Afro-Caribbean people in UK less satisfied with lives

Wed, Feb 29, 2012, 00:00

BLACK AND mixed race British are less satisfied with their lives on average than the United Kingdom population as a whole, according to an Office of National Statistics survey.

Nearly 80,000 people across the UK were polled by the ONS for its national well-being survey, with the average life satisfaction rating coming in at 7.4 out of 10.

However, the satisfaction rating for black British was significantly lower, at an average of 6.6, while that of mixed race British was just slightly better at 6.9.

The figures from other ethnic minorities were also below average: those of Pakistani origin recorded a 7 out of 10 rating, while Bangladeshis were slightly higher at 7.1.

The survey, conducted between April and September last year, was part of the ONS’s Measuring National Well-being Programme.

The reasons for the lower figures for ethnic minorities are not clear, but perhaps relate to “income, education or employment, or an element of discrimination or prejudice”.

However, people polled in Northern Ireland reported the highest satisfaction ratings at 7.6 – compared with 7.5 for Scotland and 7.4 for both England and Wales.

Married people throughout the UK are found to be the most satisfied, with a score of 7.7 out of 10, while those with children appear to believe their lives are more worthwhile than those without.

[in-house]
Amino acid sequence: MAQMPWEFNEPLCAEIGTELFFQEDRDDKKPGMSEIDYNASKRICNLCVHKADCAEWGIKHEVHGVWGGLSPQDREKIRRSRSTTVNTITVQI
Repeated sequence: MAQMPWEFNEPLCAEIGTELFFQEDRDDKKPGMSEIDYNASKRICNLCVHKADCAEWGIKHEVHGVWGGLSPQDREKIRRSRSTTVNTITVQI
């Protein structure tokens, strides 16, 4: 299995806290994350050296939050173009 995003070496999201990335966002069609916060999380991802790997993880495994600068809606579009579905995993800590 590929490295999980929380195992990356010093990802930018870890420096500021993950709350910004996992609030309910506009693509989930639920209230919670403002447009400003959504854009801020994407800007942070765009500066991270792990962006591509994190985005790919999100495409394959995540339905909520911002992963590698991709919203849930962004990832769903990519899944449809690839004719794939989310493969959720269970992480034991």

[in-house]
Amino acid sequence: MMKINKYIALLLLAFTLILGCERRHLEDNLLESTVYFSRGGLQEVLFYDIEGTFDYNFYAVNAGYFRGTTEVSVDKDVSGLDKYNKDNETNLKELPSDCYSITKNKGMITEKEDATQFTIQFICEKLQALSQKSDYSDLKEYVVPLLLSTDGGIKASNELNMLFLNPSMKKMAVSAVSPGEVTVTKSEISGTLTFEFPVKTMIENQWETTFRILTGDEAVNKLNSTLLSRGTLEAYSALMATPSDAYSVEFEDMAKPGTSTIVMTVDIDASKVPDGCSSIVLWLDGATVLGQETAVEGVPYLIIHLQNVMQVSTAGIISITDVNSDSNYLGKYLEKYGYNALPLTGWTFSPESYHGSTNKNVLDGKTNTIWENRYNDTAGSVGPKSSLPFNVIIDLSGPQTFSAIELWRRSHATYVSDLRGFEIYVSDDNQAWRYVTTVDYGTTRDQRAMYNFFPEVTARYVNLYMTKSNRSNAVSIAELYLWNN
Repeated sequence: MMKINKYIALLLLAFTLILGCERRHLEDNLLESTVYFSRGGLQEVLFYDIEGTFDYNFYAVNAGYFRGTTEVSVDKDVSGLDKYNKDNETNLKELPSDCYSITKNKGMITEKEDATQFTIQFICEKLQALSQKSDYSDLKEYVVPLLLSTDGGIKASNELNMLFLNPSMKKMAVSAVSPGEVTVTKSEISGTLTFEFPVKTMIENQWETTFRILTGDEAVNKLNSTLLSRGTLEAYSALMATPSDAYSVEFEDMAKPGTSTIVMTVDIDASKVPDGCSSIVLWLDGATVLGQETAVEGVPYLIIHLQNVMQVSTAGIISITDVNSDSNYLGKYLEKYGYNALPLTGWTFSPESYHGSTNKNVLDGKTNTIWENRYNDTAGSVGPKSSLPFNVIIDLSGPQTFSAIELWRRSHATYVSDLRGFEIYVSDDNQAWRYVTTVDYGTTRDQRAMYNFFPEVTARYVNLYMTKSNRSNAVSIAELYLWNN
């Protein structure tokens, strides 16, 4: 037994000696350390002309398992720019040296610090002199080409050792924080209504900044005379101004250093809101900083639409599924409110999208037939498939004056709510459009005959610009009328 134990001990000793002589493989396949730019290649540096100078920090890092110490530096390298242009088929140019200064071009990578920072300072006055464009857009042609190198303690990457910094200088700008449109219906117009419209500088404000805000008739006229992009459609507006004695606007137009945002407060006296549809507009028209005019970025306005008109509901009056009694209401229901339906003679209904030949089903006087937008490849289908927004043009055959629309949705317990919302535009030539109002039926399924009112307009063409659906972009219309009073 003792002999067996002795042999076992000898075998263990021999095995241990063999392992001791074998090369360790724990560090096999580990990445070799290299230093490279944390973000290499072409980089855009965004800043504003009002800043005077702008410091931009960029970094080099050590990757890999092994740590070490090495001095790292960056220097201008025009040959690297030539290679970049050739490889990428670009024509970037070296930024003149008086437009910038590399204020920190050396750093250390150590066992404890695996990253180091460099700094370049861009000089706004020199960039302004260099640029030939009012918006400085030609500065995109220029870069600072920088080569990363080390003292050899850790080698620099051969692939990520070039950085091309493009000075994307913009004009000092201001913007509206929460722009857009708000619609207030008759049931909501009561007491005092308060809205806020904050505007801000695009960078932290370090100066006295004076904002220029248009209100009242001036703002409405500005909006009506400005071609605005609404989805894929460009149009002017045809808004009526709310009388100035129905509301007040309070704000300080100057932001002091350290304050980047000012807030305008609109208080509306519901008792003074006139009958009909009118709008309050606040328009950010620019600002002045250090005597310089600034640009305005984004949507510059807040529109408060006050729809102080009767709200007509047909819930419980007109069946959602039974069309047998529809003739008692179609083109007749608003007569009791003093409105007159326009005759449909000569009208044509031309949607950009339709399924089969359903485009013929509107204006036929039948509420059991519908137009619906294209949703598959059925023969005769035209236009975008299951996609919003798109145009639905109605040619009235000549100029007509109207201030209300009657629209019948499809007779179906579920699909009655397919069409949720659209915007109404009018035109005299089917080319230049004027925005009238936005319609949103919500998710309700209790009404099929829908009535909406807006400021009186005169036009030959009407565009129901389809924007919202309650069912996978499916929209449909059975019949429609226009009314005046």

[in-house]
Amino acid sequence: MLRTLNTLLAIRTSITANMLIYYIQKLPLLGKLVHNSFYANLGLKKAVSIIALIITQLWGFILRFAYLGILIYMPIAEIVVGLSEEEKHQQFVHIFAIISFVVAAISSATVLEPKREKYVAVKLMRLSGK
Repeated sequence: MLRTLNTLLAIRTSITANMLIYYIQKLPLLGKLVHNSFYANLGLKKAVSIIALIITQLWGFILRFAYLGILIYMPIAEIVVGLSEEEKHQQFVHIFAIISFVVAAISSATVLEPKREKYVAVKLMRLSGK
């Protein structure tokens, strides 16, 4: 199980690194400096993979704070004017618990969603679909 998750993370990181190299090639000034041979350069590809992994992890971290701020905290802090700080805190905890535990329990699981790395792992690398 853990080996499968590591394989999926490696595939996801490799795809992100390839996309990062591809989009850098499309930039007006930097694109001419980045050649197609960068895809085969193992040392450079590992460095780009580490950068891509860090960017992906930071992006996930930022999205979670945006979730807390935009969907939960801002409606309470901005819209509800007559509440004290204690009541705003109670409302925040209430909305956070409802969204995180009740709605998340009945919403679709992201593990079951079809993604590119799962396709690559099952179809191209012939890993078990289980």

On average, adults who are married, in a civil partnership or cohabiting reported higher average ratings than those who are single, widowed, divorced, separated or formerly in a civil partnership.

“People living in households with children report significantly higher ratings for the ‘worthwhile’ question than those who live in households where no children are present. However, average ratings for the ‘life satisfaction’, ‘happy yesterday’ and ‘anxious yesterday’ questions do not vary between people who live in households with children and those who do not,” the Office of National Statistics declared.

People in the age ranges 16 to 19 and 65 to 79 reported higher levels of well-being than those in their middle years, who are deemed to be the grumpiest.

Meanwhile, adults living in London, facing high prices, difficult commutes and shortages in accommodation, reported the highest levels of anxiety in the previous day compared with other regions in England and with Northern Ireland, Scotland and Wales, recording just a 3.5 out of 10 rating.

Studies have also found a clear connection between income levels and contentment.

Labour MP Jo Swinson said that “promoting wellbeing should be at the heart of politics” and called for more investigations to be carried out.

The ONS survey, she said, was large enough to give a useful illustration of the feelings of black, African and Caribbean people who have “particularly low levels of life satisfaction”.